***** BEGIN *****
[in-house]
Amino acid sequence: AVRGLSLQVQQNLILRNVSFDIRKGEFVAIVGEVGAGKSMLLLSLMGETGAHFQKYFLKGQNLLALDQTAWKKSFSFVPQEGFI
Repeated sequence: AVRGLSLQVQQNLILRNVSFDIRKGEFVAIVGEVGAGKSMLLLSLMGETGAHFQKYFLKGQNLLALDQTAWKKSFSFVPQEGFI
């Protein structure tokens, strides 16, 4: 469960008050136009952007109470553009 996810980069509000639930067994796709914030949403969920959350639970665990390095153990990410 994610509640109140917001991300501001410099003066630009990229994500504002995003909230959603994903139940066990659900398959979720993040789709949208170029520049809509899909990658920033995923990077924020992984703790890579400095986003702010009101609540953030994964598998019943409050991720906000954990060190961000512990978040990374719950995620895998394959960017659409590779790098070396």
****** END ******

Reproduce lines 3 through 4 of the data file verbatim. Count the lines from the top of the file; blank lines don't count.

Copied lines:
Repeated sequence: AVRGLSLQVQQNLILRNVSFDIRKGEFVAIVGEVGAGKSMLLLSLMGETGAHFQKYFLKGQNLLALDQTAWKKSFSFVPQEGFI
């Protein structure tokens, strides 16, 4: 469960008050136009952007109470553009 996810980069509000639930067994796709914030949403969920959350639970665990390095153990990410 994610509640109140917001991300501001410099003066630009990229994500504002995003909230959603994903139940066990659900398959979720993040789709949208170029520049809509899909990658920033995923990077924020992984703790890579400095986003702010009101609540953030994964598998019943409050991720906000954990060190961000512990978040990374719950995620895998394959960017659409590779790098070396």